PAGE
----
Enchanted Deconstruction

Last day in Paris

“Deconstruction is an approach, introduced by French philosopher Jacques Derrida, which rigorously pursues the meaning of a text to the point of exposing the contradictions and internal oppositions upon which it is apparently founded and showing that those foundations are irreducibly complex, unstable, or impossible. It is an approach that may be deployed in philosophy, literary analysis, or other fields.”

The word deconstruction tends to conjure up a lot of different responses. Some fear it. Others embrace it, still yet, there is hope in deconstruction. I think though from the variety of responses across the internet some have become disillusioned with the art of deconstruction. But, what if it doesn’t have to lead to disillusionment?

Some might think it is all about disenchanting the subject of enquiry.
But, what if we deconstruction could be about restoring the enchantment within a field of study?

I think deconstruction as a science is a practice that could lead to nowhere. Since the 20′s, it has been to distance itself from modernism, a much needed shift I think in terms of social progress. but the days of deconstruction a science I think should be numbered. as an art, well, there is definitely room for growth there.

if i were to define enchanted deconstruction i would say its the process of trying to understand the enchantment of a subject. with the hope of finding ways to utilize that enchantment to make the world a better place. so let’s use politics as an example. when we deconstruct politics it is still the goal to ‘get to the bottom of it’ but not for the sake of destruction, but for the hope toward self-global-objective discovery.

in finding what makes a topic enchanted we can then approach subjects with an wide-eyed expectancy rather than the stereo-typical cynicism that we get labeled with as deconstructionists. the enchanted aspect of the deconstruction means we look for the pieces of what we’re deconstructing that are still valuable and still can add value back into society.

sometimes deconstructionists get labeled as ‘all-or-nothing’ people when approaching the process of deconstruction. this is what i call the science of deconstruction, which i think needs to be left to the wayside. the art of enchanted deconstruction leaves necessary space for the child within to be fueled by the discoveries that can have equally integrated outcomes. so, how does this work in terms of christianity?

I think essentially, in terms of philosophy, the church needs to be against the Church (e.g., or politics against Politics). if we believe in growth or progress than to leave room for the church, politics or fill-in-the-blank of the future. to be one step ahead of ourselves (or better said: informed by the future) we must be willing to be against ourselves and not in the sense of aggressive hegemony, but one of realistic curiosity of what we might look like in the unknown future.

Jesus used the image of old wineskins and new wineskins. How one doesn’t really go with the other. imagery about imagery that is counter-cultural to the other. and so in these terms for the church to embrace this new enchanted deconstruction it must be willing to ask what are the things that still speak to society today and can help re-enchant society as a whole.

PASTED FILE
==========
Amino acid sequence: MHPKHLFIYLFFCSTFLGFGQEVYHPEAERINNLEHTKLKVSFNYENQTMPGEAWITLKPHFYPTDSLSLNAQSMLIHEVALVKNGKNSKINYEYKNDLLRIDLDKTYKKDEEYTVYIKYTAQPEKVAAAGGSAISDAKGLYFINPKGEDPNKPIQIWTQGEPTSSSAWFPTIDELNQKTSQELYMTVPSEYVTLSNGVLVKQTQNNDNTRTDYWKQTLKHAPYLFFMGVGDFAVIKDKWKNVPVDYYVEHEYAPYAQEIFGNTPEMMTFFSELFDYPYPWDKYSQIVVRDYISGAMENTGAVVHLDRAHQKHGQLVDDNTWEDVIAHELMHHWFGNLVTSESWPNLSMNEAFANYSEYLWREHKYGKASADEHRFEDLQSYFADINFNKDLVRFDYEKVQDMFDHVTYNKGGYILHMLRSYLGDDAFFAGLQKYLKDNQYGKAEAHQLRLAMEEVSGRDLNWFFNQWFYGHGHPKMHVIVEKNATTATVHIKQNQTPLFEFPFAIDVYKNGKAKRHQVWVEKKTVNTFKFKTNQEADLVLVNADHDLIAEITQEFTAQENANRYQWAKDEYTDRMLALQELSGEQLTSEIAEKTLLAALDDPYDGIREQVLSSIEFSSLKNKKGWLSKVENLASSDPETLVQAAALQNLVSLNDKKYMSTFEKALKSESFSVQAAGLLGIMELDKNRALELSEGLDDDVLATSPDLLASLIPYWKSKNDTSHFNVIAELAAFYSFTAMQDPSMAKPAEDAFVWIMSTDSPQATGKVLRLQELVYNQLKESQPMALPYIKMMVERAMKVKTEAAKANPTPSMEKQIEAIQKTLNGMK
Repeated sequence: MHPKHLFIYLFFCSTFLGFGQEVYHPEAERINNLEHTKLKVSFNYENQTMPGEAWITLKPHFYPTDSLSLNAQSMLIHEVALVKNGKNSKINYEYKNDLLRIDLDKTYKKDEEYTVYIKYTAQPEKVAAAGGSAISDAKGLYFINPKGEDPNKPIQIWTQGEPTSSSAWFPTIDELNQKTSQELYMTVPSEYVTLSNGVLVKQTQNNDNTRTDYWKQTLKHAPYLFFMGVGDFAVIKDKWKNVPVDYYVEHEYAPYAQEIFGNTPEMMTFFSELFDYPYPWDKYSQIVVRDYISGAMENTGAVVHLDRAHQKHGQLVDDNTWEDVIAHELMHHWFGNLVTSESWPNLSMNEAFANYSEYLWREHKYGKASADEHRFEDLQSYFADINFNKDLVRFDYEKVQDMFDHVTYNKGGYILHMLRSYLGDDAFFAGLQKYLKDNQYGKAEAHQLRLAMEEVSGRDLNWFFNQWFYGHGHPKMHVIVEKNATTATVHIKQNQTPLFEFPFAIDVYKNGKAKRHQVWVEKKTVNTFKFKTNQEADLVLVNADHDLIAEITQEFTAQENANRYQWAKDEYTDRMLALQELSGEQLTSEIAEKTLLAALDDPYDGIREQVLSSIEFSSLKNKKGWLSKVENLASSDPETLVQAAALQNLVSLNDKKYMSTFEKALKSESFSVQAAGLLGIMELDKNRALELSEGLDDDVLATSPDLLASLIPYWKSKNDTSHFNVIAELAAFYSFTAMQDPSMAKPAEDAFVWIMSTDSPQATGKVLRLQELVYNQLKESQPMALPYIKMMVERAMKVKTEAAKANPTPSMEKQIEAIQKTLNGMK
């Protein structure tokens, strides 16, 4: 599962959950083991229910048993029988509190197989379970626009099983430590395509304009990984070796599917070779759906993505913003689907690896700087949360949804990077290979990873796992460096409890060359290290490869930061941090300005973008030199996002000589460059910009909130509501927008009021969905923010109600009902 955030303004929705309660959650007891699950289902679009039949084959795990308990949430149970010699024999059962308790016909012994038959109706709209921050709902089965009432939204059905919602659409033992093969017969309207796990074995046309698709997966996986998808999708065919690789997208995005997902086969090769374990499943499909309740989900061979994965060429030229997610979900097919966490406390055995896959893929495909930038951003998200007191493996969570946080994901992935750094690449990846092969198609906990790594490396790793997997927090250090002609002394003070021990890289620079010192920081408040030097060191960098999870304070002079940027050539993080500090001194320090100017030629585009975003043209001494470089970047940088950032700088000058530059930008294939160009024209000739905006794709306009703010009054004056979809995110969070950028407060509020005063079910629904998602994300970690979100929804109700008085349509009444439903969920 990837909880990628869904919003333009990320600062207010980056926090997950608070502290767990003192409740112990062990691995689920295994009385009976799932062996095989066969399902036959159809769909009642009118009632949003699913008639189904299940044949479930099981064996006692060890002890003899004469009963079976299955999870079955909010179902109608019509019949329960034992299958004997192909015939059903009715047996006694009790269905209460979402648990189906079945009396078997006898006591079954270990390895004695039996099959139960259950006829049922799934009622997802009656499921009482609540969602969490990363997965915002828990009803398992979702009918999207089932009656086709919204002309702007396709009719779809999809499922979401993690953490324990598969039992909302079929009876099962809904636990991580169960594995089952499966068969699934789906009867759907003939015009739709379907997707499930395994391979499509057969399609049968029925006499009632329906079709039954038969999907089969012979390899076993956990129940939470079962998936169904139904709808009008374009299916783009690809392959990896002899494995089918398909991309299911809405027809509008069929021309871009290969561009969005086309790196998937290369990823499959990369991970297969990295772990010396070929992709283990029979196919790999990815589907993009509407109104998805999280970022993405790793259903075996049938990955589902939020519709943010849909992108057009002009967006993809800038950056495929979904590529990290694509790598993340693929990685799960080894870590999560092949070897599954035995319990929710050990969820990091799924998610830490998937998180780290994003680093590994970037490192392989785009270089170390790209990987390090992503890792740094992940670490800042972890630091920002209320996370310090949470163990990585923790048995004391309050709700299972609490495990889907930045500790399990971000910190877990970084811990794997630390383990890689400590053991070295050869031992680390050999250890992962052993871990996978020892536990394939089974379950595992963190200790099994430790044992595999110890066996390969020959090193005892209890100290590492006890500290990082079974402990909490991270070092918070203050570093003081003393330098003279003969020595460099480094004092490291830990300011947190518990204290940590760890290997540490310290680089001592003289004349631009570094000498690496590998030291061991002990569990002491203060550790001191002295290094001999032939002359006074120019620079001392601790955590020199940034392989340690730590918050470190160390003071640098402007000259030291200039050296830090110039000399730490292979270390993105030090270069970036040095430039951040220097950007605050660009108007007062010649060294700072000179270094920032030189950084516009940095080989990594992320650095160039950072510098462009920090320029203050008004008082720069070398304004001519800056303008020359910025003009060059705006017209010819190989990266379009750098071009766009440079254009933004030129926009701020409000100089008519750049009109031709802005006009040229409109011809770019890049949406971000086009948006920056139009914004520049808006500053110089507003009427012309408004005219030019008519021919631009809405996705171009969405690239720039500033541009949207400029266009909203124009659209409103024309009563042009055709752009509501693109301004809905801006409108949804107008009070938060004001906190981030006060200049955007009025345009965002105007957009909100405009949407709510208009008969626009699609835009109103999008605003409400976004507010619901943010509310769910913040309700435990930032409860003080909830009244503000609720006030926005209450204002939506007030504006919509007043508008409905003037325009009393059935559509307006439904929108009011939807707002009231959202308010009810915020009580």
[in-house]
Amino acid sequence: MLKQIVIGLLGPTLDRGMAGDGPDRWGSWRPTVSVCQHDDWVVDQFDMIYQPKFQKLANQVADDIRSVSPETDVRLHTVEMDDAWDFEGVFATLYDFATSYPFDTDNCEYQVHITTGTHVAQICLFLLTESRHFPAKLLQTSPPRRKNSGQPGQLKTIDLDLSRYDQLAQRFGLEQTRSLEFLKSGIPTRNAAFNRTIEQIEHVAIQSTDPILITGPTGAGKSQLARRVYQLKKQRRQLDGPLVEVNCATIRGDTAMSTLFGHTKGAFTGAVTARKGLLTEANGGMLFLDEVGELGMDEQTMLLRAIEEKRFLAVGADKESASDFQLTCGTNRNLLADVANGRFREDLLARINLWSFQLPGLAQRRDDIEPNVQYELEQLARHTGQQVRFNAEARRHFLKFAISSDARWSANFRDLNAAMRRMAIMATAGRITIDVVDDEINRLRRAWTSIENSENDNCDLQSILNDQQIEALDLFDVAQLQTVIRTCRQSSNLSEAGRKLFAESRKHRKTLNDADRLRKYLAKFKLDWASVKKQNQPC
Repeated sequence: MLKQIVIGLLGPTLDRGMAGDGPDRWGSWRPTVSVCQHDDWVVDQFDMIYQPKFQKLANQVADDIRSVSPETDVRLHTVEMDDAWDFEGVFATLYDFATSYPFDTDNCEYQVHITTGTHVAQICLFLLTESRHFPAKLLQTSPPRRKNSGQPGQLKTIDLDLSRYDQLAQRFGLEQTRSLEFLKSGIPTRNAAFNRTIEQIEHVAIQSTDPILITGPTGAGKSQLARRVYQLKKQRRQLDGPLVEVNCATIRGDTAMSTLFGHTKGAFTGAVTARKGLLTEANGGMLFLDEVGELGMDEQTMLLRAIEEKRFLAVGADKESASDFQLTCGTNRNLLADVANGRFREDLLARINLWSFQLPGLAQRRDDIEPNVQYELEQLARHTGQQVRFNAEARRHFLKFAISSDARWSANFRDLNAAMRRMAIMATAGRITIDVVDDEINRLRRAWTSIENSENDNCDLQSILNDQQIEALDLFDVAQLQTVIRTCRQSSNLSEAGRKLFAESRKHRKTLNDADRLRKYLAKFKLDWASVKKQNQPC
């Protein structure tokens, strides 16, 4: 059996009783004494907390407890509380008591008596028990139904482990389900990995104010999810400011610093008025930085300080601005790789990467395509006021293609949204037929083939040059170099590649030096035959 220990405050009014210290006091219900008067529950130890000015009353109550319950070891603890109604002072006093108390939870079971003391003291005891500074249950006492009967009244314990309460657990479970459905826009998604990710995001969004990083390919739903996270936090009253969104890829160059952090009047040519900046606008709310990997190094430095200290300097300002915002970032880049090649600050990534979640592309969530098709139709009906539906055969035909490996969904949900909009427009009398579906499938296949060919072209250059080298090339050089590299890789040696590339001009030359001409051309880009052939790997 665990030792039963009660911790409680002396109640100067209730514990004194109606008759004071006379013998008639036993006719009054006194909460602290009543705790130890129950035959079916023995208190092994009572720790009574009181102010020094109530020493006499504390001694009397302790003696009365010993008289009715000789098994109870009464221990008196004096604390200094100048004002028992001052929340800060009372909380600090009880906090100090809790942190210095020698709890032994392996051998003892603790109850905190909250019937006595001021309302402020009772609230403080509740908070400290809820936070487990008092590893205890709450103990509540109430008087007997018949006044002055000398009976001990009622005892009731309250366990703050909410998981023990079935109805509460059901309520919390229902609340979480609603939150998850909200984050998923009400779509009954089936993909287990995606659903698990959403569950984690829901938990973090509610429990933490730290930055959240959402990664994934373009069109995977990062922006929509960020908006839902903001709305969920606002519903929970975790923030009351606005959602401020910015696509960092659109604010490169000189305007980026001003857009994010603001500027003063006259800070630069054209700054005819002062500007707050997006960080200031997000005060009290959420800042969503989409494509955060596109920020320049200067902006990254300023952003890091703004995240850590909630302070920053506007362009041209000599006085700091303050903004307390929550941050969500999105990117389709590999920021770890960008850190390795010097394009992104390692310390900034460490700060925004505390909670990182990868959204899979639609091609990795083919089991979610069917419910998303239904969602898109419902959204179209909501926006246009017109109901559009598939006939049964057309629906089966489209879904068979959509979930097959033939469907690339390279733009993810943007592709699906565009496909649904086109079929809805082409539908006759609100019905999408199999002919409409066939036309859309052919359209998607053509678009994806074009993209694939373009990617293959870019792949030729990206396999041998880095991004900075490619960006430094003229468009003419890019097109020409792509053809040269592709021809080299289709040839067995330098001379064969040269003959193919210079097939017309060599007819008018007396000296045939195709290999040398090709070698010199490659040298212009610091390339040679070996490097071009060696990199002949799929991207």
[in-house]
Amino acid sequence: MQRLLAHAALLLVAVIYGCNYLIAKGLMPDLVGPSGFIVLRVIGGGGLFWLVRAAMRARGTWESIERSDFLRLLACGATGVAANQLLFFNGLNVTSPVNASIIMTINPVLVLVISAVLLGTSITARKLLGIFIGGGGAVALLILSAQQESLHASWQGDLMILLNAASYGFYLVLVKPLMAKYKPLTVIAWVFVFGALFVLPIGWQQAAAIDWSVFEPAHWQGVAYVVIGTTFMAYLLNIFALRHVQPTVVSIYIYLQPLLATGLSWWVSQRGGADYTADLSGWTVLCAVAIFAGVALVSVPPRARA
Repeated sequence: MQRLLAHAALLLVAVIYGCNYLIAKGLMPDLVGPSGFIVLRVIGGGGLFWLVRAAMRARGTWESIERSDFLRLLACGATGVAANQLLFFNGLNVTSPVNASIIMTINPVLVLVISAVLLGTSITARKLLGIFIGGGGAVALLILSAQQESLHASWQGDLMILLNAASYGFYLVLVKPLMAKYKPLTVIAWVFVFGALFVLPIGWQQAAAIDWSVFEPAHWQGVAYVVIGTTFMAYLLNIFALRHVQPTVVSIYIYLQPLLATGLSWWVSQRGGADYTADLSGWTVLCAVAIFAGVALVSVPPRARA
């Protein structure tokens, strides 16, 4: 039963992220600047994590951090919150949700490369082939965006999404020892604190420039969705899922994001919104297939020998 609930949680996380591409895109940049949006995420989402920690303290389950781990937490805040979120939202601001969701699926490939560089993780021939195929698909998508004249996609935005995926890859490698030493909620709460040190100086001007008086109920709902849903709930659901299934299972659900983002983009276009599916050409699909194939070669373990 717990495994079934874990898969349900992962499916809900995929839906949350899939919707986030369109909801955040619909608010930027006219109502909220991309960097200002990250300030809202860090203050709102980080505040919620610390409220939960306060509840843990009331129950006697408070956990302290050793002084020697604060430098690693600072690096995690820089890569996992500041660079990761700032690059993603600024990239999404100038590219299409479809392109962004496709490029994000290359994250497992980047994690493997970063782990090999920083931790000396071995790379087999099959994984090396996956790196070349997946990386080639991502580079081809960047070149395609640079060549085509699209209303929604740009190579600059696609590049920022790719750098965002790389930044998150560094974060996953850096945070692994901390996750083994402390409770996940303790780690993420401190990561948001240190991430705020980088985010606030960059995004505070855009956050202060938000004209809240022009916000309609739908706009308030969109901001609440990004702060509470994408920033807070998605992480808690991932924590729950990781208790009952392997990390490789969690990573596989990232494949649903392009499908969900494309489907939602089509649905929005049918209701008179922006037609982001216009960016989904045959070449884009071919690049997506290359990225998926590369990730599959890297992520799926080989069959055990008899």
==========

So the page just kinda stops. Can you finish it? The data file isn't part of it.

the danger is that we keep things for the sake of tradition. when you participate in any sort of estrangement and make any object/yourself a foreigner to the place of origin there is radical space for reinvention and reformation. i think enchanted deconstruction is in a prime place to help inform the Church of their future. this coupled with the transformative offerings of post-structural christianity (a previous post) we can begin asking the really difficult questions.

but also rather than simply look at the theological offering and trimmings that might need to take place, the enchanted deconstruction of any subject is about reinstiling a radical child-like enthusiasm for global change…when we do this, then the word impossible is a word in the past dictionaries of our deconstruction…

About George Elerick

George Elerick is a widely sought-after speaker, activist and cultural theorist. He lives in England with his wife and two children. He and his wife run Cross Culture Consultancy (http://www.crosscultureconsultancy.com): A webinar & in-person speaking-based platform to discuss, apply & innovate new methods to respond to some of the world's biggest issues.

George majors on cultural engagement, pop-culture, postmodernism, theology & others. Deborah majors on human rights, gender equality,domestic violence, social justice issues and more. They are available for booking! He has a book out entitled 'Jesus Bootlegged' and has another on the way: Jesus and the Death of Church.

  • http://www.revbillcook.wordpress.com Bill Cook

    I am no philosopher, and have no training in philosophy, so I do not claim to have anything deep to add, nor to fully understand what deconstruction is about. But I do align with this post.

    I do believe deconstruction can be a healthy and solid process that leads us beyond the limiting quality of concepts that have become rigid and even approach idolatry. It can also lead to a humility that may help us be less violent.

    I love Anselms proposition that God is a being beyond which nothing greater can be thought. Doesn’t that invite us to deconstruct any concept of God that we hold dear, in order to move us beyond our concepts and toward the reality of God who is beyond all of them?

    Deconstruction, then, is a defense against idolatry, and a step toward true worship.

    But it is not a step everyone can take. For many the deconstruction of a limited concept of God becomes a step toward atheism. Unfortunate.

  • george

    thanks for the thoughts Bill! very well said!

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